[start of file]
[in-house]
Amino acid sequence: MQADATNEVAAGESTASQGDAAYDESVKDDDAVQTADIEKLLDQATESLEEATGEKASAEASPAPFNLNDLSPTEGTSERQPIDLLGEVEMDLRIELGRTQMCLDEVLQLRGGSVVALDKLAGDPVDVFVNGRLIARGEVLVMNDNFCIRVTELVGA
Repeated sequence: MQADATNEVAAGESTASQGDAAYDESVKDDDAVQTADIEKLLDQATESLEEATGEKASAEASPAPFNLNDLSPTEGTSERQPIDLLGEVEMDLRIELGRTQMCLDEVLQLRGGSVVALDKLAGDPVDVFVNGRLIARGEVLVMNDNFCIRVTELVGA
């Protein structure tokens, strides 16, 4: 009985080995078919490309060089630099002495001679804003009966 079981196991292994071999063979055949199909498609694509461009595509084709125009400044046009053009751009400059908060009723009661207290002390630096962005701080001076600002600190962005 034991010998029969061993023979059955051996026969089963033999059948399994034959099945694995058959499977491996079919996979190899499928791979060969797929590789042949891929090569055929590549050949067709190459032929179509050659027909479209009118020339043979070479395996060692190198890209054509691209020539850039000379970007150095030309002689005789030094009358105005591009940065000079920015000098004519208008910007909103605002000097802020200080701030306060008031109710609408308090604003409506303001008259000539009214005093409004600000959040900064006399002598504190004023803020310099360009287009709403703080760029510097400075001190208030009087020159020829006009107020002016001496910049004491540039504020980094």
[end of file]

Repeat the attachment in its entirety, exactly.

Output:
[in-house]
Amino acid sequence: MQADATNEVAAGESTASQGDAAYDESVKDDDAVQTADIEKLLDQATESLEEATGEKASAEASPAPFNLNDLSPTEGTSERQPIDLLGEVEMDLRIELGRTQMCLDEVLQLRGGSVVALDKLAGDPVDVFVNGRLIARGEVLVMNDNFCIRVTELVGA
Repeated sequence: MQADATNEVAAGESTASQGDAAYDESVKDDDAVQTADIEKLLDQATESLEEATGEKASAEASPAPFNLNDLSPTEGTSERQPIDLLGEVEMDLRIELGRTQMCLDEVLQLRGGSVVALDKLAGDPVDVFVNGRLIARGEVLVMNDNFCIRVTELVGA
């Protein structure tokens, strides 16, 4: 009985080995078919490309060089630099002495001679804003009966 079981196991292994071999063979055949199909498609694509461009595509084709125009400044046009053009751009400059908060009723009661207290002390630096962005701080001076600002600190962005 034991010998029969061993023979059955051996026969089963033999059948399994034959099945694995058959499977491996079919996979190899499928791979060969797929590789042949891929090569055929590549050949067709190459032929179509050659027909479209009118020339043979070479395996060692190198890209054509691209020539850039000379970007150095030309002689005789030094009358105005591009940065000079920015000098004519208008910007909103605002000097802020200080701030306060008031109710609408308090604003409506303001008259000539009214005093409004600000959040900064006399002598504190004023803020310099360009287009709403703080760029510097400075001190208030009087020159020829006009107020002016001496910049004491540039504020980094």